5000 sorties in 3 days, disaster-relief evacuation drills and more, the air warriors are 'shaking the heavens and splitting the Earth'
Looks like the South Asian neighbours - India, Pakistan and China are taking their war games very seriously. After sporadic reports of Chinese 'annual exercises' in South China Sea threw everyone in a tizzy, the Indian Air Force's power and might are on display during Gagan Shakti 2018. Though Air Chief Marshal Birender Singh Dhanoa reportedly did say that 'the aim of the exercise is to validate our operational capabilities and concepts in a realistic war-like scenario as well as check our ability to sustain high-tempo operations. It’s not aimed at any country.'
'The aim of the exercise is to validate our operational capabilities and concepts in a realistic war-like scenario as well as check our ability to sustain high-tempo operations. It’s not aimed at any country,' says Air Chief Marshal Birender Singh Dhanoa
Touted as the biggest ever war combat game exercise on Pakistan and China borders, the exercise kicked off on April 11 and sees the IAF involving almost all of its assets. Over 1100 aircraft are deployed at their operational locations. Though the force level exercise is conducted every two years, this is the first time indigenously manufactured Tejas LCA fighter jets will participate in the exercise. The Tejas has already been inducted into the ‘Flying Daggers’ 45 Air Force squadron but is undergoing constant improvements with the Air Force eagerly waiting for the improved version, Tejas Mark 1A and Tejas Mark II. Not only that, this is the first time an exercise of this magnitude has been done since Operation Brasstacks in November 1986 and Operation Parakram in December 2001.
Of battalion drops and evacuations
As part of the ongoing exercise, a Mass Casualty Air Evacuation Drill was also conducted in the Northern sector in which 88 'casualties' were airlifted from Leh and taken to Chandigarh by C-17 Globemaster Aircraft. The aircraft was converted for this role by fixing support structures for the stretchers, in the main cabin. An indigenously developed Patient Transfer Unit (PTU) capable of providing In-Flight Critical Care to patients was also demonstrated during the exercise. After landing in Chandigarh, these 'patients' were evacuated to Command Hospital, Chandimandir. For swift transfer of the patients in ambulances to the Hospital, a green corridor was made in liaison with Chandigarh civil authorities. The IAF sought to prove their quick response in carrying out mass casualty evacuations through this demonstration. This capability will also be utilised by the IAF in disaster relief operations near the incident locations by even landing on the designated highways.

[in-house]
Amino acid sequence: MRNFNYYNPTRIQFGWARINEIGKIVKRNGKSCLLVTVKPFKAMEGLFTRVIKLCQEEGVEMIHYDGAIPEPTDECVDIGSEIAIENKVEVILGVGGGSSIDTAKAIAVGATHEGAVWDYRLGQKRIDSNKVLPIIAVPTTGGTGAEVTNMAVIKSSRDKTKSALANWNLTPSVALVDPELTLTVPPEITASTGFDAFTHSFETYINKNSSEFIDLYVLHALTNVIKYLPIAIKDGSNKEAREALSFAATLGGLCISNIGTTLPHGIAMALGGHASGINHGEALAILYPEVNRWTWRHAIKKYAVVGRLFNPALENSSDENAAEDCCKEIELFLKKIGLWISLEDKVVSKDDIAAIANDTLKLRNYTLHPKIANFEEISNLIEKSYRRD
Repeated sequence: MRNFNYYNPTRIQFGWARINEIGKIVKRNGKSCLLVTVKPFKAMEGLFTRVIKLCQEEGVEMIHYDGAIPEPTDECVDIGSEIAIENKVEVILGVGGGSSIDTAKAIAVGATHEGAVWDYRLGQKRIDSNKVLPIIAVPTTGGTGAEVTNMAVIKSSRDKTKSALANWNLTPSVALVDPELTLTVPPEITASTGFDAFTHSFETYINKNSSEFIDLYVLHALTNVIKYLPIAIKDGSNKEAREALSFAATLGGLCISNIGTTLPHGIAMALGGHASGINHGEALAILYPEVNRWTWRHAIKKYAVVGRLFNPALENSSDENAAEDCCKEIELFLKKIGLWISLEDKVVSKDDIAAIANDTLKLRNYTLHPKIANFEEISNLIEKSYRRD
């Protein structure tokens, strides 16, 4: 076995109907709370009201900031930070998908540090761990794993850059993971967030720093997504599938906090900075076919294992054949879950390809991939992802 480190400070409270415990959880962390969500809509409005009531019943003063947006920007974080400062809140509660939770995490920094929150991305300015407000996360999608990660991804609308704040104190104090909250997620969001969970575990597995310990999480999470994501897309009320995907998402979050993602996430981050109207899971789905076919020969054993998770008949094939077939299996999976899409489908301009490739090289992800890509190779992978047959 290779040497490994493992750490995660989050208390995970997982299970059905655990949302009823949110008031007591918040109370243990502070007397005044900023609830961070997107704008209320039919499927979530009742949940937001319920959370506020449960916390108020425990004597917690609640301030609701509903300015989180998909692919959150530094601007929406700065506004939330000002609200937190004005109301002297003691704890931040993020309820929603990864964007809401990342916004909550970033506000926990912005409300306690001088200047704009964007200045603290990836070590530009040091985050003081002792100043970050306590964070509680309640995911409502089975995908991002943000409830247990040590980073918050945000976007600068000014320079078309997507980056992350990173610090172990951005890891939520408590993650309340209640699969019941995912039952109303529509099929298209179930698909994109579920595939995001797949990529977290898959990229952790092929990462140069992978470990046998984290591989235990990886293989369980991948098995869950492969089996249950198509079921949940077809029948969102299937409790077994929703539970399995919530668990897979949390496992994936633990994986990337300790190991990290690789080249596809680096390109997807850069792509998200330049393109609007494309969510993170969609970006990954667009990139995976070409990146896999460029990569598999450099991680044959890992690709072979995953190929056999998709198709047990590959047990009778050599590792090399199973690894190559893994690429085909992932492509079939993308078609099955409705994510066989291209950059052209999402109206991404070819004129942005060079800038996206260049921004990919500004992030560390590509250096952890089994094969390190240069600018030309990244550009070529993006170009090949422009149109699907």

During Exercise Gaganshakti-18, the IAF also formalised the concept of a Forward Surgical Centre (FSC) with the aim of enhancing the medical capabilities at a forward base which is located away from a service hospital. The establishment of FSC at a forward base enables immediate life and limb saving surgery and stabilization of the patient. Evacuation rear-ward to a higher surgical centre could then be undertaken at an opportune time during operations. The availability of FSCs at remote forward bases would be a major boost to the morale of not only the air warriors but also for army soldiers.
So far, the first FSC has been operationalised in Naliya, Gujrat and two more are expected to come up in Phalodi, Rajasthan and Sirsa, Haryana. Air Chief Marshal Dhanoa also visited the FSC at Naliya and was quite impressed with the dedicated surgical team, equipped to undertake 6-8 surgeries a day.
Best of all three forces
More than 300 officers and 15000 air warriors are participating in the exercise, so it comes as no surprise that 5,000 sorties were conducted in just 3 days. Defence Secretary Sanjay Mitra and the Vice Chief of Air Staff Air Marshal SB Deo also flew a sortie each in Su-30 MKI squadron based at Sirsa. The mission was flown in a dense network centric environment as part of the ongoing exercise.
In an all-inclusive move, the IAF conducted maritime air operations on the Western sea board, with the clear aim of air dominance and deep strike validation over the extended area of interest in the Indian Ocean Region (IOR). In the long range strike concept validation, the Su-30s, airborne from a base on the eastern coast engaged multiple targets, in the western seaboard, at distances beyond 2500 Km, and landed at a southern base, thus covering a total distance of 4000 Km, in a single mission. The enormous ranges were aided by the use of IL-78 Flight Refueling Aircraft for long range strike capabilities as well as the Indian Navy P-8i aircraft and airborne warning and control systems (AWACS).
Gagan Shakti is also turning into an exercise to evaluate joint operations with the Indian Navy, to test enablers such as AWACS and FRAs in the Operations matrix and in conjunction with the Su-30 and Jaguar aircrafts. The exploitation of the combat support assets helps to extend the reach in the entire IOR.